Unplugged Touts the Benefits of Life Off Network

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Unplugged by Steve Antony

Blip is a happy little robot/console that lives daily plugged into her computer. But when a blackout causes her to trip and unplug (and fall-and-roll a distance longer than any meatball did from on top of spaghetti), she finds herself out of doors, in the sunlight, and learning new things.

Well, basically -- as per the text of the book -- she's doing pretty much all the same things she did on her computer. But she's doing them "for real" and she's having more fun doing so. So much so that, when she ultimately returns home to reconnect to her old life, she finds that she prefers the way things are when she's "unplugged."

If you're thinking that Steve Antony is making a luddite case against technology, the story doesn't bear that out. Blip still loves being plugged into her computer at the end of the story, but her world is expanded and richer now because she has allowed for the possibility of other options -- great options, in her opinion.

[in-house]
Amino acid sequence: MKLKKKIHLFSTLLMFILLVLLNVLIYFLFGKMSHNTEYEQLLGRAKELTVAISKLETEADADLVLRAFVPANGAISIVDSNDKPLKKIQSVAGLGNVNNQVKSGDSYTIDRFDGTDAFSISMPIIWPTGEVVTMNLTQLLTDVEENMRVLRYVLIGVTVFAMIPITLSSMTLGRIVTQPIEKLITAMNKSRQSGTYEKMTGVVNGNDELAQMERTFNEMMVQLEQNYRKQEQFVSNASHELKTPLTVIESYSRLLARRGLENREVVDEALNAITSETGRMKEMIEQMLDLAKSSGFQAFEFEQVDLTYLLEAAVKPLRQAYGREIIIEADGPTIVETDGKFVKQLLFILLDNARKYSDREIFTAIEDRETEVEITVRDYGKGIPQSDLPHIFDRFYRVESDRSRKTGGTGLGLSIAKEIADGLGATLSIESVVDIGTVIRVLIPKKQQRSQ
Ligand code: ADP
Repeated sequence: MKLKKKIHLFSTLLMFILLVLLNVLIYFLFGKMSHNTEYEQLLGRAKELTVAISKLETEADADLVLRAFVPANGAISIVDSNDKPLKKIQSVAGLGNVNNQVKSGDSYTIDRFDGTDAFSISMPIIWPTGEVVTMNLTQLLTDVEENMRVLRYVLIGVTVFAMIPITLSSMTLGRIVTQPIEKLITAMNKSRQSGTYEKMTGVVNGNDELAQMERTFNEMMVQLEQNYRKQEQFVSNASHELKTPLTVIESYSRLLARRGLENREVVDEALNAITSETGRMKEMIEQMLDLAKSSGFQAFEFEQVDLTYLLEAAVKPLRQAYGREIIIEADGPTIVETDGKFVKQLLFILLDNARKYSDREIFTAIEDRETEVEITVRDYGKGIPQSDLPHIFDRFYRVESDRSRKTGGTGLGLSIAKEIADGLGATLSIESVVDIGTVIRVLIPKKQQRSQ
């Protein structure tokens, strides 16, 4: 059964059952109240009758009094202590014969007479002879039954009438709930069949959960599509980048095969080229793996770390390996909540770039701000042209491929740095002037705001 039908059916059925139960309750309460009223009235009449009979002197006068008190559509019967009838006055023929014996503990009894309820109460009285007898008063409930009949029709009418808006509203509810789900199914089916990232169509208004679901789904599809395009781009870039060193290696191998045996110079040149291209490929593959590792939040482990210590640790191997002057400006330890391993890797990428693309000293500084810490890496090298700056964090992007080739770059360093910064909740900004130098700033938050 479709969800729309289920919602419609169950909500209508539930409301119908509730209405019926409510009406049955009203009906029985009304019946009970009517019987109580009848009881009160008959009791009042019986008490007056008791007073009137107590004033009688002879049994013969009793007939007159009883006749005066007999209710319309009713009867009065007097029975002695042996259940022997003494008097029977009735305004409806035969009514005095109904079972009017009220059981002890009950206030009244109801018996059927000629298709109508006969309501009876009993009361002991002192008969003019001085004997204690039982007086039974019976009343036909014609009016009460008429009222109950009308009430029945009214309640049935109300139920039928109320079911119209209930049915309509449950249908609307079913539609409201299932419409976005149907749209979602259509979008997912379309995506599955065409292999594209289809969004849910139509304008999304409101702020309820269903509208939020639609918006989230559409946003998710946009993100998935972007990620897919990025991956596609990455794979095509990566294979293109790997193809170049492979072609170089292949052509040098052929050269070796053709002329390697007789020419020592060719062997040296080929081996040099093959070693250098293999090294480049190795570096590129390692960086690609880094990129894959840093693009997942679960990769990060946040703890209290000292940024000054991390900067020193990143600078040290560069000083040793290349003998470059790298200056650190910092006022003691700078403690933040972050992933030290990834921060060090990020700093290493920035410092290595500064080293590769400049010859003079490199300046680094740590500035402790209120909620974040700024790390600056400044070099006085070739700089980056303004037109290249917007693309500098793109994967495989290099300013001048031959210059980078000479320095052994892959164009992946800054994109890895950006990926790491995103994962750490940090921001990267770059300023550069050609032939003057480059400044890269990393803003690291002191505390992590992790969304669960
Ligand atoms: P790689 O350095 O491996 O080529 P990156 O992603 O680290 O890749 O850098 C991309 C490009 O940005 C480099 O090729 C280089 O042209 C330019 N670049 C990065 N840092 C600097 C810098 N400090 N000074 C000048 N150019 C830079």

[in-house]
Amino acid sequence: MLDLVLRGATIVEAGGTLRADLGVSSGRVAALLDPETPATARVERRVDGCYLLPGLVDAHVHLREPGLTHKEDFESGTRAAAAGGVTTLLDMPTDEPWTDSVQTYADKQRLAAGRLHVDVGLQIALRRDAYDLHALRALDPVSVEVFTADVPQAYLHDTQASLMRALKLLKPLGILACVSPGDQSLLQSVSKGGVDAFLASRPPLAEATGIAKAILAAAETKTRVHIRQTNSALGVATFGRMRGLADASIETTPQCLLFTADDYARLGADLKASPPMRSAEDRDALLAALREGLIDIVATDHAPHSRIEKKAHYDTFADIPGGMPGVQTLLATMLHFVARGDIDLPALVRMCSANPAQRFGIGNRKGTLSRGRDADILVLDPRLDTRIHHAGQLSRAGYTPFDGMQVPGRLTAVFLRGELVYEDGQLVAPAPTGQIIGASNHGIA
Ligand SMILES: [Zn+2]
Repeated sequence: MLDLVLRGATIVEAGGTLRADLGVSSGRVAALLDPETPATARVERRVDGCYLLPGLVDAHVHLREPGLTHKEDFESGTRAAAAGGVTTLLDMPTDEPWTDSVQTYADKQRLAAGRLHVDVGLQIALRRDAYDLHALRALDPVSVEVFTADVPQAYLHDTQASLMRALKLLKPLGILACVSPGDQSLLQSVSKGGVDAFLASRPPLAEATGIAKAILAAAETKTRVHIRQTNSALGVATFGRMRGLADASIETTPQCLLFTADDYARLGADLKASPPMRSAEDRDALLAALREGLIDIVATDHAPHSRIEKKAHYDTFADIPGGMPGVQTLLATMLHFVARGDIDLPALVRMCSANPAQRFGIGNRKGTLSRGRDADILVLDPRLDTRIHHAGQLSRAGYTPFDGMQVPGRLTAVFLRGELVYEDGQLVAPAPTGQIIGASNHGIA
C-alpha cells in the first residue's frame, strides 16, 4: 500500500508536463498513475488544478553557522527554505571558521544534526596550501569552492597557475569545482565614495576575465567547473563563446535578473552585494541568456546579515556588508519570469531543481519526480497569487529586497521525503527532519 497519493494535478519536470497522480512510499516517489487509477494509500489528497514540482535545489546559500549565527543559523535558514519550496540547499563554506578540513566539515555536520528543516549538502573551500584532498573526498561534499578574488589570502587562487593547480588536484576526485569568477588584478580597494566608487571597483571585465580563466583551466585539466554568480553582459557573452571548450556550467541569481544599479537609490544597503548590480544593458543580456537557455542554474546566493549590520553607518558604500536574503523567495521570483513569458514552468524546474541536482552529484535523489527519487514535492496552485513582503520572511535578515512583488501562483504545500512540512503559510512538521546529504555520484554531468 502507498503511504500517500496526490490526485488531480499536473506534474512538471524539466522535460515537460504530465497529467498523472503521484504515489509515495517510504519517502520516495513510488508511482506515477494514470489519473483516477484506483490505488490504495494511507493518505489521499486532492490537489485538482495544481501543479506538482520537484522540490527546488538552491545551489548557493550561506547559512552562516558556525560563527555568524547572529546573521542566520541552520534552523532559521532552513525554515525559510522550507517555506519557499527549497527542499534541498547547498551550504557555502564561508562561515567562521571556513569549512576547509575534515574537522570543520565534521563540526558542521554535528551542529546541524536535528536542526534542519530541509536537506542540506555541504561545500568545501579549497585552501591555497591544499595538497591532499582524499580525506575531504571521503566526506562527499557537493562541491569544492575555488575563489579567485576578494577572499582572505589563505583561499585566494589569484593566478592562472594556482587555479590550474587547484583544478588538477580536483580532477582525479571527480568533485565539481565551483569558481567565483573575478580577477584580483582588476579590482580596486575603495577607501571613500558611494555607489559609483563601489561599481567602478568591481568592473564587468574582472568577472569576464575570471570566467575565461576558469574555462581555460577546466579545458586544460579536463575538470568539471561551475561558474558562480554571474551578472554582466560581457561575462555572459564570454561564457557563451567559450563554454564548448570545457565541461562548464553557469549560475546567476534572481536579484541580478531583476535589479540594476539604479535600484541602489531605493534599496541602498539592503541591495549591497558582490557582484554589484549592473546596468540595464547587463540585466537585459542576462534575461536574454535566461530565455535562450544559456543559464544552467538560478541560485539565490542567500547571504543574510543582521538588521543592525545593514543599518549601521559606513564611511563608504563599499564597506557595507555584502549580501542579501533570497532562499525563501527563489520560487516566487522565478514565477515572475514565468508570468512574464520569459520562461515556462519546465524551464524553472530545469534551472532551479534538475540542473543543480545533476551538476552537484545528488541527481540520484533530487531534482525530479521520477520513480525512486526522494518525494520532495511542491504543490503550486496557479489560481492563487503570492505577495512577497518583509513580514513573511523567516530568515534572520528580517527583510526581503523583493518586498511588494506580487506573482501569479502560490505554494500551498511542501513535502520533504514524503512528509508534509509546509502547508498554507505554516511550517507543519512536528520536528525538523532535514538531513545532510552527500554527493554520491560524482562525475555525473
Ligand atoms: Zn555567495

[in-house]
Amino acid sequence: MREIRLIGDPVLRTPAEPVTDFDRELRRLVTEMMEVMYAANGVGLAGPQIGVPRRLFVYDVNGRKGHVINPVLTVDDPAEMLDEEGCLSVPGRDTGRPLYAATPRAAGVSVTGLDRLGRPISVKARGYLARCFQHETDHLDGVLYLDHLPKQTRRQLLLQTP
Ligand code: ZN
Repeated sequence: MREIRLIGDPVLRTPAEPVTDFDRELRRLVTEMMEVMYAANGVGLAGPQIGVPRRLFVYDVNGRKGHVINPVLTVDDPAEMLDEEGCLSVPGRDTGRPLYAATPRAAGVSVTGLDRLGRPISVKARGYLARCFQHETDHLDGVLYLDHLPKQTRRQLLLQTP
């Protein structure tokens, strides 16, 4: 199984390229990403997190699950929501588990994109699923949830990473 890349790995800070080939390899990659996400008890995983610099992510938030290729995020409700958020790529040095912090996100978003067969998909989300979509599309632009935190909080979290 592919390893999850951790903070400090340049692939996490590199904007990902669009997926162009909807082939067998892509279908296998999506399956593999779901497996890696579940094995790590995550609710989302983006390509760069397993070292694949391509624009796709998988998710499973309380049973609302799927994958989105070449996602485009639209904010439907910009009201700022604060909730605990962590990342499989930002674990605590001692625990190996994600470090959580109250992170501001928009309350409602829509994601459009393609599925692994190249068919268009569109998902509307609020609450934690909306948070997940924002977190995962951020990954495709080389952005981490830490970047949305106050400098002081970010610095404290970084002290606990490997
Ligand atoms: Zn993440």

Like most children's picture books, UNPLUGGED is a quick and easy read. Antony conveys the vibrancy of an unplugged life by representing all of Blip's time with her computer in dismal gray tone and 16-bit graphics (Blip apparently has a computer from 1991 and a less-than-VGA monitor), while the outdoors is full of greens and blues, and the characters with whom Blip interacts (a rabbit and a fawn -- Blip seems to have stumbled onto the set of BAMBI) are joyous and playful and eager to make friends. Definitely worth a pick-up for those with kids who seem hard-wired into their video games.

(Irony alert: This book is also available on Kindle.)

4.0 / 5.0